This topical collection describes certain problems astronauts face and follows with resources that show how people have tried to solve those problems; it includes pictures and videos.
Goal: Students will be able to identify a problem, brain storm solutions, and then compare the actual answers to their solutions.

Tags: space, astronaut, food, exercise, problem solving, space travel, brain storming
Jade Lintott

A Man on the Moon, but a Woman Got Him There: The Story of Margaret Hamilton

This topical collection includes images and links that give a short biography of Margaret Hamilton, the forgotten hero of the moon landing who invented software engineering.
Goal: Students will be able to synthesize the information from different sources and answer the questions at the end cohesively.
Tags: Margaret Hamilton, Apollo VIII, Apollo 8, Apollo XI, Apollo 11, moon landing, computer science, software
Jade Lintott

NASM Archives - Ruth Law and Sally Ride

Images from NASM Archives Powerpoint Presentation on Ruth Law and Sally Ride
Elizabeth Borja

LGBT Rights and History

This teaching collection contains resources to support a U.S. history lesson. It includes documents, videos, and websites related to the LGBT (Lesbian, Gay, Bisexual, Trans-, and other sexual minorities) movement. The four themes of this collection are:
-Pride and Diversity of Experiences (reflecting a range of LGBT identities)
-History, Challenges, and Accomplishments
-Additional Resources
Jade Lintott

Harlem Renaissance Art

A collection of art and photographs from the Harlem renaissance.
Bryce Huckabay

Glass: One of America's First Industries

America's first colony, Jamestown, initiated glass production with the hope that it would be an important product in the mercantile trade with the mother country. Although, the production of glass was successful, the quality did not measure up against that of British producers and the glass business soon waned in Jamestown. At the end of the eighteenth century, Pittsburgh found that it had all of the raw materials to make high quality glass and imported skill glass blowers from England to begin full production. So glass preceded the production of steel and became Pittsburgh's first large scale industry.
Arthur Glaser

Moon Rocks

Twelve men have walked on the Moon. While the rest of us remain Earth-bound, we've been able to learn about the Moon from the rocks these 12 astronauts brought back for scientific study. We have also found lunar meteorites here on Earth—meteorites produced by impacts hitting the Moon.

May 25, 2016

STEM in 30 at National Air and Space Museum

Civil Rights Sculpture: Claim Support Question

Using the Project Zero Visible Thinking routine "Claim Support Question," a routine for clarifying truth claims, students will examine a portrait of Rosa Parks, a prominent civil rights activist whose refusal to give up her bus seat to a white passenger prompted the 1955-56 Montgomery bus boycott. After discussing the portrait with their peers, students will learn more about the arrest this sculpture depicts by reading the original police report, with notes by a Smithsonian curator.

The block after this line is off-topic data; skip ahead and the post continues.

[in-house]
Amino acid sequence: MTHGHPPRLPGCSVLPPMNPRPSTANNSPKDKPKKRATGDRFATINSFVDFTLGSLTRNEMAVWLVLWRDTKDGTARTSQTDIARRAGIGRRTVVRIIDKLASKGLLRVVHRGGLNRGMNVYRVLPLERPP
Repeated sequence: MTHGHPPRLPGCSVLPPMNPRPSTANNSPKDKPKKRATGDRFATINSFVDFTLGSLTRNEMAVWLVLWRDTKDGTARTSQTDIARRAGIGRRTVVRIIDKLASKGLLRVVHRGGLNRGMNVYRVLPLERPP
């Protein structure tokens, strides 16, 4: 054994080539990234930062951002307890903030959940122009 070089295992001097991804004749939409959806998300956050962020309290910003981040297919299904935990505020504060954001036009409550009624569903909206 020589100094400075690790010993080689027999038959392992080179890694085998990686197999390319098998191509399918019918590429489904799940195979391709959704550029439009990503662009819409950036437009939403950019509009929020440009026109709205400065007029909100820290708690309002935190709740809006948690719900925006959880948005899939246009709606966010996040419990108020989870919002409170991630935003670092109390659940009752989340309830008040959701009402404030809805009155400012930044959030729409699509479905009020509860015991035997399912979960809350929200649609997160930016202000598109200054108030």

Created for the 2016 National Portrait Gallery Summer Teacher Institute.

Keywords: african-american, black, civil rights movement, female, woman, women, segregation, NAACP, justice, arrest, #BecauseOfHerStory

Tess Porter

Who provoked the Korean War?

"On June 25, 1990, the North Korean Army launches it surprise assault on the South." But what led up to this moment? This activity asks students to read primary source documents and interpret historical events surrounding the Korean conflict. Students will look for motives and evidence in a variety of accounts and determine who was responsible for starting the Korean War.

There are resources with quiz questions that students can answer directly, or teachers may prefer to print documents and resources for in-class use. It is recommended that teachers preview the materials in this teaching collection as there are a variety of ways to structure the lesson.

Essential questions include:
-How would you describe the relationship between Kim Il Sung and Joseph Stalin?
-Was North Korea, a smaller country, pulling a superpower into a conflict?
-Was the Soviet Union using North Korea to further its goals?
-Why did the United States choose to respond via the United Nations forces instead of unilaterally? How did this decision impact the conflict?
-How does this incident reflect larger themes and issues of the Cold War, especially the role of the United Nations, over-arching foreign policy strategy, and nuclear fears?

Tags: Wilson Center, Cold War, Korea, China, Truman, Eisenhower, Macarthur, Soviet Union, USSR, Communism
Kate Harris

Building the Berlin Wall

This teaching collection explores the Berlin crisis leading to the building of the Berlin Wall. It addresses the following guiding questions through primary/secondary sources and teaching suggestions:
-Why was Berlin the center of crisis in between 1958-1961?
-Why did the Soviet Union sanction the construction of the Berlin Wall?
-Why did the United States allow it to happen?
-How did the Wall affect the lives of East and West Berliners?
-Does the end (no more crises in Berlin) justify the means (the Wall)?
-How does this incident reflect the greater issues of the Cold War?

Students will practice reading primary sources and analyzing multiple perspectives.

Tags: Wilson Center, Cold War, Khruschev, Stalin, Berlin, Wall, Kennedy, Soviet Union, USSR, Communism
Kate Harris